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I am really struggling with DS1's behaviour

(77 Posts)
Pinkchampagne Wed 13-Jun-07 13:18:00

I recently moved into a new place on my own with my two boys & I expected some behaviour problems with my boys as it is obviously a really big change & a very stressful time for them.

DS1 started behaved really badly from day 1 (as expected), but a month on it is getting no better, despite trying positive things like smiley charts etc.

Everything is a struggle (he is also being assessed for possible special needs), even simple things like asking him to get his shoes on is a challange.

He is answering back constantly, being rude, not doing as he is told & basically challanging me to the max.

This morning I started a new smiley chart with him, but it made no difference to his behaviour & he told me he would scribble all over it.

The second his father turns up to collect him, he turns into a different child.

I am feeling so low & so drained now. I am finding it so hard coping with it all on my own & just don't know how to make things better.

NoodleStroodle Wed 13-Jun-07 13:19:18

I have no experience of this directly but is it just a case of testing you really hard to see if you love him and he is going to stay with you?

Pinkchampagne Wed 13-Jun-07 13:20:45

I don't know, maybe he blames me for it all.

NAB3 Wed 13-Jun-07 13:22:25

What struck me from reading your post is that he sounds like a completely normal child! I know it doesn't help cope with his behaviour but I hope it helps that you aren't on your own. My 6 year old cheeks me like that and my 3 year old daughter had been an angel for my inlaws and then started with the cheek and attitude when I picked her up.

NoodleStroodle Wed 13-Jun-07 13:22:49

I don't know whether it is blame as such but perhaps more a case of loads of upheaval and change and he wants to see if you are going to change too - and if he pushes really hard he can test your love. It sounds as though lots has been going on and his life is a bit topsy turvy - I say give him time and time and more time and you must remain patient and understanding.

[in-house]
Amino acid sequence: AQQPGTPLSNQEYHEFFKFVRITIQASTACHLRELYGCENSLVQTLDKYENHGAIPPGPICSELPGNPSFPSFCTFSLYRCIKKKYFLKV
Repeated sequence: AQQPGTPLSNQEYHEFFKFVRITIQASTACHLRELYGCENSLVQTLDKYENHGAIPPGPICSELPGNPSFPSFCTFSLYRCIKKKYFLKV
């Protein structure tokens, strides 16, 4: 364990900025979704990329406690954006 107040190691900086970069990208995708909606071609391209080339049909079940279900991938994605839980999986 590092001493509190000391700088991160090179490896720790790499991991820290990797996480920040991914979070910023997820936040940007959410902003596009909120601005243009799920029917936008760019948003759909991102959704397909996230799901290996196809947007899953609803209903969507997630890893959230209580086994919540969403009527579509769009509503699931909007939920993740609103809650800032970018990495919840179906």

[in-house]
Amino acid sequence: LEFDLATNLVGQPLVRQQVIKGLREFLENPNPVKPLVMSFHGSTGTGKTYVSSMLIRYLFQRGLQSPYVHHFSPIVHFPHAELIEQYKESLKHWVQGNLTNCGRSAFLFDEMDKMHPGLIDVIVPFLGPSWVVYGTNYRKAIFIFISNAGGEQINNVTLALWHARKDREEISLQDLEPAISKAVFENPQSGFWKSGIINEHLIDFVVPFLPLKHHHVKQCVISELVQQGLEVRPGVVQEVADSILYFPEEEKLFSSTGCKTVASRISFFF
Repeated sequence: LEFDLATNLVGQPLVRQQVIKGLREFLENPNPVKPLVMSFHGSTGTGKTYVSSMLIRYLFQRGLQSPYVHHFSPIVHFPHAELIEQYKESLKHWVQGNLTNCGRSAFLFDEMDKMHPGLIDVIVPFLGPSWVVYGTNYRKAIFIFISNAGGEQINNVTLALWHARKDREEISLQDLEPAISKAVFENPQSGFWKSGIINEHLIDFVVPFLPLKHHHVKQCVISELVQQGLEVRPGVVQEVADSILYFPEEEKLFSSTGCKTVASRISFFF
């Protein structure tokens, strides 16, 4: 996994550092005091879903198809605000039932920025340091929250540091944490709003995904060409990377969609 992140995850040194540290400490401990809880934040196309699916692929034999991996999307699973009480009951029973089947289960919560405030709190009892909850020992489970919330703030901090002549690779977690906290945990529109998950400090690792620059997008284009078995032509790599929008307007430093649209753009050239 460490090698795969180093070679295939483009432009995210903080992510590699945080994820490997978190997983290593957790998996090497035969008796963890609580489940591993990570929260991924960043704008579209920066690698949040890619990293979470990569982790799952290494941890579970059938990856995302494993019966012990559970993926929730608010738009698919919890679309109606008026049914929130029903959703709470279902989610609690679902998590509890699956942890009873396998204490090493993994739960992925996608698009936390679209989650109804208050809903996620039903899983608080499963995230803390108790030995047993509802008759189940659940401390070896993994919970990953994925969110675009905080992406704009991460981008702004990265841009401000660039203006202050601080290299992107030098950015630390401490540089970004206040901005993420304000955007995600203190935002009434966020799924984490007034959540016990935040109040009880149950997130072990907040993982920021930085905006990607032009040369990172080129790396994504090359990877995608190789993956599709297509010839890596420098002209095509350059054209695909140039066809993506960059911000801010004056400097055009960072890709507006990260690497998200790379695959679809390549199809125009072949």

NAB3 Wed 13-Jun-07 13:24:29

My HV told me my then 5 year old must feel very secure to be able to cheek me in such a way....

Pinkchampagne Wed 13-Jun-07 13:24:31

I am trying my best, but it is almost constant at the moment & it is really really getting me down.

southeastastra Wed 13-Jun-07 13:25:55

pinkchampagne my ds(5) has only recently started to behave well at school and at home he still has his moments but they are getting much easier to cope with.

you know i've posted tons here about him and i really think it's something that they will hopefully grow out of. it's very very hard to deal with (ime).

Pinkchampagne Wed 13-Jun-07 13:27:50

I'm glad thigs are calming down for you, SEA.

He is 8 in September & it seems to be getting worse & worse.

BrothelSprouts Wed 13-Jun-07 13:29:04

I think he's taking his frustrations out on you, PC, because he knows you are a permanent fixture in his life, and he can rely on you.

southeastastra Wed 13-Jun-07 13:31:12

oh i realised you're talking about your ds1. (sorry)

does he attend any after school clubs or is there anywhere you can send him so he can get rid of any pent up agression? (and get a break for yourself!)

Blu Wed 13-Jun-07 13:33:11

Does he talk about the break up?
Have you asked him why he behaves when his dad shows up? (in a casual sort of way...the last thing, i guess, you want to do is let him know that it is a huge issue for you) Just wonderng if he has anything to say about it, or can articulate it.

It must be incredibly energy and morale sapping for you.

Pinkchampagne Wed 13-Jun-07 13:34:42

I guess that could well be what he is doing & also he knows that daddy (who they were always scared of pushing) isn't around, so they are testing just how far they can push me!

It seems to be pretty constant though, from the moment he wakes in the morning until he (eventually) closes his eyes at night, and it is starting to really get me down.

My 4 year old is responding well to the behaviour charts etc, but I just don't know what to do to improve things with DS1.

Pinkchampagne Wed 13-Jun-07 13:37:26

He doesn't talk about it at all, Blu.

It has got to the stage where I am actually dreading the start of each new day, which I know sounds awful, but it is all really getting me down.

Blu Wed 13-Jun-07 13:39:34